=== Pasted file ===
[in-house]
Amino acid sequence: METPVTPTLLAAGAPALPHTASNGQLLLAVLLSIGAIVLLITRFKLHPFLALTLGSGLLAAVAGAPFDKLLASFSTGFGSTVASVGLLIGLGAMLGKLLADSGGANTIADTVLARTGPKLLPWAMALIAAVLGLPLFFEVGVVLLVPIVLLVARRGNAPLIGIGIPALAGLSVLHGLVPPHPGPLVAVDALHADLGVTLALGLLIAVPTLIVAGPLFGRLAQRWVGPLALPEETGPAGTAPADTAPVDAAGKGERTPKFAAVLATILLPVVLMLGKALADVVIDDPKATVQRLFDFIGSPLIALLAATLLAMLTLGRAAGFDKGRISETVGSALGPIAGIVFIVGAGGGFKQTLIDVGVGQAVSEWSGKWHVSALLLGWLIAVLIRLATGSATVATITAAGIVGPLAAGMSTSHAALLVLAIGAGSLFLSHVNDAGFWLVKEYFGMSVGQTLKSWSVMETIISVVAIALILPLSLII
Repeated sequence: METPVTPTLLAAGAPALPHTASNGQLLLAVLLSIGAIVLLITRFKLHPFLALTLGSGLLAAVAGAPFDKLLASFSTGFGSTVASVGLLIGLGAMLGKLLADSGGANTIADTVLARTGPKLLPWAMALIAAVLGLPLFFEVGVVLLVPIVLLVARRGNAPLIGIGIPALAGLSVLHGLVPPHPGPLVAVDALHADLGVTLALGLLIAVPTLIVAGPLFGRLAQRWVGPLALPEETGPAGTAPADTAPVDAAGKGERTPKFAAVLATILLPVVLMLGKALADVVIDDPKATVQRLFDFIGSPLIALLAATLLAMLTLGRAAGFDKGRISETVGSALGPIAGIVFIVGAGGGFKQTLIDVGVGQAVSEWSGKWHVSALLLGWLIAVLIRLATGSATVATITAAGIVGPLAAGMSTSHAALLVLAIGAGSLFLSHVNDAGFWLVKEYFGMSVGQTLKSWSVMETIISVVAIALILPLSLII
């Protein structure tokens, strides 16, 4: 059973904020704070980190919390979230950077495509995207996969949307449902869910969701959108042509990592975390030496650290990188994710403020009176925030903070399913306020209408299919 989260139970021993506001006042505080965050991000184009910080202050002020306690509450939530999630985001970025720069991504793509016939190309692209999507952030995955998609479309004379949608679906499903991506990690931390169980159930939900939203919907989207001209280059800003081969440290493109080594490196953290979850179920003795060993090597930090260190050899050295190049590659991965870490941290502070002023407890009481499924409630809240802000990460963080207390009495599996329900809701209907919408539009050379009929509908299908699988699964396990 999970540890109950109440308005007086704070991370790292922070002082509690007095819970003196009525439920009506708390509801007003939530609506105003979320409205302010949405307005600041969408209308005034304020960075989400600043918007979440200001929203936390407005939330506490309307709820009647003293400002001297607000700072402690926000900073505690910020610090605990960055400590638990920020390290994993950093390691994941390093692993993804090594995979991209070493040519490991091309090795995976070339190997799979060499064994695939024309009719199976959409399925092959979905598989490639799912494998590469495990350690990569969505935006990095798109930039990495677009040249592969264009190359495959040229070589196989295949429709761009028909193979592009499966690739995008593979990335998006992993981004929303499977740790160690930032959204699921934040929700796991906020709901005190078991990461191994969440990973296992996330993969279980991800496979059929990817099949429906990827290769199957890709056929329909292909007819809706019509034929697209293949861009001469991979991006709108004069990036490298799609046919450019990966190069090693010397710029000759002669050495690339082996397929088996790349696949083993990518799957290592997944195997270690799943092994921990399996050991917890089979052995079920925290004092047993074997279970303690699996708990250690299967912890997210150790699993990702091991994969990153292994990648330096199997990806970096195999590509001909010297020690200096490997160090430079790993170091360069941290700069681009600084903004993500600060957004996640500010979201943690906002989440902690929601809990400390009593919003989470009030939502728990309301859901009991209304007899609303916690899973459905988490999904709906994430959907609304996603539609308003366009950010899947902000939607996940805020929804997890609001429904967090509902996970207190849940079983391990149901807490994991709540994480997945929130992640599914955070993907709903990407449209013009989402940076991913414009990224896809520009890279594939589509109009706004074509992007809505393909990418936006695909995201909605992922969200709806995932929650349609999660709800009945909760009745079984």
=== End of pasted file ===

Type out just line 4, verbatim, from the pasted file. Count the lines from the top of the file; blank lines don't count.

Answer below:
């Protein structure tokens, strides 16, 4: 059973904020704070980190919390979230950077495509995207996969949307449902869910969701959108042509990592975390030496650290990188994710403020009176925030903070399913306020209408299919 989260139970021993506001006042505080965050991000184009910080202050002020306690509450939530999630985001970025720069991504793509016939190309692209999507952030995955998609479309004379949608679906499903991506990690931390169980159930939900939203919907989207001209280059800003081969440290493109080594490196953290979850179920003795060993090597930090260190050899050295190049590659991965870490941290502070002023407890009481499924409630809240802000990460963080207390009495599996329900809701209907919408539009050379009929509908299908699988699964396990 999970540890109950109440308005007086704070991370790292922070002082509690007095819970003196009525439920009506708390509801007003939530609506105003979320409205302010949405307005600041969408209308005034304020960075989400600043918007979440200001929203936390407005939330506490309307709820009647003293400002001297607000700072402690926000900073505690910020610090605990960055400590638990920020390290994993950093390691994941390093692993993804090594995979991209070493040519490991091309090795995976070339190997799979060499064994695939024309009719199976959409399925092959979905598989490639799912494998590469495990350690990569969505935006990095798109930039990495677009040249592969264009190359495959040229070589196989295949429709761009028909193979592009499966690739995008593979990335998006992993981004929303499977740790160690930032959204699921934040929700796991906020709901005190078991990461191994969440990973296992996330993969279980991800496979059929990817099949429906990827290769199957890709056929329909292909007819809706019509034929697209293949861009001469991979991006709108004069990036490298799609046919450019990966190069090693010397710029000759002669050495690339082996397929088996790349696949083993990518799957290592997944195997270690799943092994921990399996050991917890089979052995079920925290004092047993074997279970303690699996708990250690299967912890997210150790699993990702091991994969990153292994990648330096199997990806970096195999590509001909010297020690200096490997160090430079790993170091360069941290700069681009600084903004993500600060957004996640500010979201943690906002989440902690929601809990400390009593919003989470009030939502728990309301859901009991209304007899609303916690899973459905988490999904709906994430959907609304996603539609308003366009950010899947902000939607996940805020929804997890609001429904967090509902996970207190849940079983391990149901807490994991709540994480997945929130992640599914955070993907709903990407449209013009989402940076991913414009990224896809520009890279594939589509109009706004074509992007809505393909990418936006695909995201909605992922969200709806995932929650349609999660709800009945909760009745079984």